Or take last week. Talking about the local council elections, Nicola Sturgeon said the following:
“Labour let Scotland down by losing so many seats to the Tories”.
In other words, Labour hadn’t just failed to be attractive to the electorate, they had actually shamed the nation by allowing the hated Tories to win seats. Or, indeed, Scottish voters couldn’t vote for one of the main political parties without it being unScottish and someone else’s fault.
Or, in a similar vein, back in March at the SNP conference, Economy Minister Keith Brown summed up a debate on Brexit, with the following comment.
This one is my favourite.
“Conference,” he concluded, “this debate comes down to Scotland versus the Tories and Scotland is going to win.”
A member of Government. Who had just seen over half a million of his fellow countrymen and women vote Conservative at the Scottish election. Is that half million not Scotland too?
I’m Scottish. In fact I’ve never lived or worked outside of the nation of my birth. I cede to no man in backing blue with either oval or round ball.
But apparently, I have to choose between being Scottish or Conservative. Because, according to Mr Brown, I can’t be both.
And for me – so goes it for half a million more.
Again, the implication hangs in the air: those who are not orthodox, or do not follow the right way are foreign, we are alien, we are other.
The media has often assisted the narrative. After the council results, one tabloid declared that “They’re Back” and that the Tories were now preparing to “invade” Scotland once more. Think of that. People putting themselves forward at election to gain the support of their neighbours in a democratic vote, because they want to serve the local communities in which they live. Now being referred to as some sort of invading force.
But this technique has, for a long time, been effective. If people feel bullied and hectored into supporting SNP. I don’t blame them.
And the othering works. When I became leader I said I wanted to change the culture of the party. Too often we started conversations with “I’m sorry, I’m a tory, but…” and I wanted us to change to “I believe in X and if you believe in X then you’re a Tory too.”
Ironically, the same thing is now happening to the Scottish Labour party which now finds itself facing the very same tactics it once deployed against us thirty years ago.
What goes around comes around and all that….
But the question hanging over us at this coming election is whether that is now about to change.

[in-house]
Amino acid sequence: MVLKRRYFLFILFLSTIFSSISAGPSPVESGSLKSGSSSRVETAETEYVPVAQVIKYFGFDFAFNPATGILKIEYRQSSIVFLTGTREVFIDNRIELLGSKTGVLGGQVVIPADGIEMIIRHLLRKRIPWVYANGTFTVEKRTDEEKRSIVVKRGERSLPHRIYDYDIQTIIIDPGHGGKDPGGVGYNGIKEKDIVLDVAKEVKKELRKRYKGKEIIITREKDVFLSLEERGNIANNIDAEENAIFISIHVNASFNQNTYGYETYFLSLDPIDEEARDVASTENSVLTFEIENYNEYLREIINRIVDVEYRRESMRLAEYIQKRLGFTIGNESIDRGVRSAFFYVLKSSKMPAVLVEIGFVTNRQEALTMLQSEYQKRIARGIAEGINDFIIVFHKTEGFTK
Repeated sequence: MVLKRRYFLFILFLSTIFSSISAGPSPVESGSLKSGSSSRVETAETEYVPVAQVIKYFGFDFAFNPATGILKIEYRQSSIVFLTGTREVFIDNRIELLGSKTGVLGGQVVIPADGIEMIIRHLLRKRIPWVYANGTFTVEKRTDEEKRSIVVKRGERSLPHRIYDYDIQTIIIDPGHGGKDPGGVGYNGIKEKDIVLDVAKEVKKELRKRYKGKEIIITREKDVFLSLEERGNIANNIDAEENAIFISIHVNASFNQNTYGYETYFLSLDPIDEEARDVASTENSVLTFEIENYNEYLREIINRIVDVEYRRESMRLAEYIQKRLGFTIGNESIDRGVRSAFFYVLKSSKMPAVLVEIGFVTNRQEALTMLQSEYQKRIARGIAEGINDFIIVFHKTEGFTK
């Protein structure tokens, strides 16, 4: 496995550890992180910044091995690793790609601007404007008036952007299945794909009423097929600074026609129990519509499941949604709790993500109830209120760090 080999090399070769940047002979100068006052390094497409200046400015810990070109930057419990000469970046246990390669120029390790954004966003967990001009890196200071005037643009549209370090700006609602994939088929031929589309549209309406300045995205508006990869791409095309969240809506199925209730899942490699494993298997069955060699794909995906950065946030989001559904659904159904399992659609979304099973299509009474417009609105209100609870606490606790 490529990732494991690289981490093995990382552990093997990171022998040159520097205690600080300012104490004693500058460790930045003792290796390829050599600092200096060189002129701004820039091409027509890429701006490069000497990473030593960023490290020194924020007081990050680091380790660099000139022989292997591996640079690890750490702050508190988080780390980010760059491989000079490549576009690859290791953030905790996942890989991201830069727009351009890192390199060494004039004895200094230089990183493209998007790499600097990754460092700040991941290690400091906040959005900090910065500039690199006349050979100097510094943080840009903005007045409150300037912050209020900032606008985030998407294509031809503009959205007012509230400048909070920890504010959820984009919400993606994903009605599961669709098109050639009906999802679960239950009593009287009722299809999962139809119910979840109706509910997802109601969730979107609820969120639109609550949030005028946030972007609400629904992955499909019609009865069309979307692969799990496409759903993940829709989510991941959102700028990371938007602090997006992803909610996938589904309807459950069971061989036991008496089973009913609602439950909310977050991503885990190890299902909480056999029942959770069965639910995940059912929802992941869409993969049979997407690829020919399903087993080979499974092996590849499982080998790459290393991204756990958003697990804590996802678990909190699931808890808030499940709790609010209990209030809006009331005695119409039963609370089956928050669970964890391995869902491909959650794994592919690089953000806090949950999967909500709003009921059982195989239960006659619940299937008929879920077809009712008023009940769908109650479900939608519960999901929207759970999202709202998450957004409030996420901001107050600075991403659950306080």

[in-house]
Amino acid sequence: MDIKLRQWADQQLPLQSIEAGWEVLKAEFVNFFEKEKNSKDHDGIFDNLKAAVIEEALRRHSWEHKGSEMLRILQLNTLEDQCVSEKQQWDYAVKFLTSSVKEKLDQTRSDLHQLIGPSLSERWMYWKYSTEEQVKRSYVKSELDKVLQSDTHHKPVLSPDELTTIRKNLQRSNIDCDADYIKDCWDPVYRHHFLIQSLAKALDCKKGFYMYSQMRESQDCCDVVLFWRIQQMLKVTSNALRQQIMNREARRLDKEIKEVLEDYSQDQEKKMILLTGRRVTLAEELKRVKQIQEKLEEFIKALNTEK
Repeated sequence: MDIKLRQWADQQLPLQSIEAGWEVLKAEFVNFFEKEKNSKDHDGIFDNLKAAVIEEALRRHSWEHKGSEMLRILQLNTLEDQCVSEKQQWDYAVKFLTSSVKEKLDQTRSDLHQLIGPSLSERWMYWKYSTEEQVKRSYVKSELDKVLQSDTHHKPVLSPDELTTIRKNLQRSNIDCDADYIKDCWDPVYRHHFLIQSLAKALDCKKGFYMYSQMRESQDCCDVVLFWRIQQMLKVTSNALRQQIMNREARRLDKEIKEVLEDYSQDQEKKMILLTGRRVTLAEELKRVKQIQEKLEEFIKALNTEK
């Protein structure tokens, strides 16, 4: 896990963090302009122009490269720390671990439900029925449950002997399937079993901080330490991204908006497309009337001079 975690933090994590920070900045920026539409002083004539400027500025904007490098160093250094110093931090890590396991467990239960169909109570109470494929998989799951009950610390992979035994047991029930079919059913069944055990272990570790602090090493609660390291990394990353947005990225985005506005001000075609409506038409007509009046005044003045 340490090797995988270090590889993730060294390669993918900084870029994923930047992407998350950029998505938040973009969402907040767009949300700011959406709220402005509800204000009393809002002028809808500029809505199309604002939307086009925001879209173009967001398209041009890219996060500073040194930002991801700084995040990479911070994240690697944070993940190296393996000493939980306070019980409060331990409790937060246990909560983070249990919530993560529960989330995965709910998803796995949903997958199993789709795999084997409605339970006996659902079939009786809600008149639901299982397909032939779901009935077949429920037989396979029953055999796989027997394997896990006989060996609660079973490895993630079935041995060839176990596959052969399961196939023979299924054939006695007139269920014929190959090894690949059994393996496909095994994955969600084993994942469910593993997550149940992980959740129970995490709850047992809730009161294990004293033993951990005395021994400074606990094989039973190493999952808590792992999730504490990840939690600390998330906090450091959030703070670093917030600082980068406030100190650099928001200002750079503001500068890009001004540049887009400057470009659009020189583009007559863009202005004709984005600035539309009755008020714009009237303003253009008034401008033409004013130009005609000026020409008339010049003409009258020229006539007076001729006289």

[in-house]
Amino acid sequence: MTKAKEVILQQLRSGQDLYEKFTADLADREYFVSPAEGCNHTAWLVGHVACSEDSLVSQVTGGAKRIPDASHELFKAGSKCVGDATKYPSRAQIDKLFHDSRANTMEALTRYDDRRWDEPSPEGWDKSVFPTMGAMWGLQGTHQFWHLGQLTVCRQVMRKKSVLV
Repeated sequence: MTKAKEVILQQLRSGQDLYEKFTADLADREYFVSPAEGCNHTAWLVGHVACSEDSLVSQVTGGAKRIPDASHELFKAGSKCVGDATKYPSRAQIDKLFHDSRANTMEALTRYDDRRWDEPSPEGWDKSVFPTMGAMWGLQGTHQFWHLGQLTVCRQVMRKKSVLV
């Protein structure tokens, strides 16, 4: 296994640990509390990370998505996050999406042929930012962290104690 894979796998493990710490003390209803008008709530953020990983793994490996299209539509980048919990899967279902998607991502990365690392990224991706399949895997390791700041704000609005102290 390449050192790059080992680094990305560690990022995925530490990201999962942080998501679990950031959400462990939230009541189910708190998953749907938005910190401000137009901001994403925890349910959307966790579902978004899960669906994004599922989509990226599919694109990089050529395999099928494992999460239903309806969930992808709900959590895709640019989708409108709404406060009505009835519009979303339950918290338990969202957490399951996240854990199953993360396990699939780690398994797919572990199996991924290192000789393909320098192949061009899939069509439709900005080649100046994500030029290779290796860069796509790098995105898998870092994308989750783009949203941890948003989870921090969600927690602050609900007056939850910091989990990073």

Obviously, I very much hope it will.
After ten years of the SNP Government, there is an undoubted sense that people have rather had enough.
They include parents who have begun to notice that while these constitutional contortions have kept us all hugely occupied, their children’s education has been getting steadily worse and worse.
And that, perhaps, is the greatest rebuke against nationalism. It’s that it DOESN’T actually make the trains run on time. Only good governance will do that.
My hope is that, in Scotland, our decades-long obsession with the constitution may soon be coming to an end – and we can start using the enormous powers of our parliament to improve the actual fabric of our country.
A lesson that I also hope is heeded right across the UK too, as we leave the European Union.
So to conclude.
The difference between nationalism and patriotism isn’t a question of degree — Orwell is completely correct about that.
Nationalism is about power, and its obsessive pursuit, and the dichotomisation of a population into the authentic and the inauthentic.
“Nationalism,” Orwell wrote, “is power-hunger tempered by self-deception”.
Amen to that.
Yet, here in the second decade of the 20th century, despite his efforts, nationalism is still confused with patriotism.
That is because, too often, there are political movements that deliberately ensure that is the case.
…showing that we must remain vigilant against nationalisms’ seductive simplicities – and always be ready to embrace the complex, the difficult, the other.
Like Albert Camus, I love my country too much to be a nationalist.
To Orwell, it is Nationalism, not patriotism, that is the last refuge of the scoundrel.
And, like Orwell – I say we should never confuse the two.